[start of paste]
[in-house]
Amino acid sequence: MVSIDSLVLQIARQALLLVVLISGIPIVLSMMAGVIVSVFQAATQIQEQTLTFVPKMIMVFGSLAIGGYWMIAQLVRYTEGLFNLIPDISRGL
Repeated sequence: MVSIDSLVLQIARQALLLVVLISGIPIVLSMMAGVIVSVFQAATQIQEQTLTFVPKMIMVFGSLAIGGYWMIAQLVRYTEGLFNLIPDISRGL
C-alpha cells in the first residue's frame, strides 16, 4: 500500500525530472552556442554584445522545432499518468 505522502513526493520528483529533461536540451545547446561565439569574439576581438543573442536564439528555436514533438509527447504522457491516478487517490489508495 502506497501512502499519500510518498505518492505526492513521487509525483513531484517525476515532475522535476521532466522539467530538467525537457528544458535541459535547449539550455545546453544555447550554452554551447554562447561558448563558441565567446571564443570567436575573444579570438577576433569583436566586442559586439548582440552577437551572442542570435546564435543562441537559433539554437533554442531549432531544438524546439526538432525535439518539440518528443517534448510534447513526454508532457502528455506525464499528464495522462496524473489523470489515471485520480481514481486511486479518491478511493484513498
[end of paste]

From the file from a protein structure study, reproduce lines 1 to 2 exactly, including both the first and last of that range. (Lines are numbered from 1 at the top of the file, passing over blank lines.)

[in-house]
Amino acid sequence: MVSIDSLVLQIARQALLLVVLISGIPIVLSMMAGVIVSVFQAATQIQEQTLTFVPKMIMVFGSLAIGGYWMIAQLVRYTEGLFNLIPDISRGL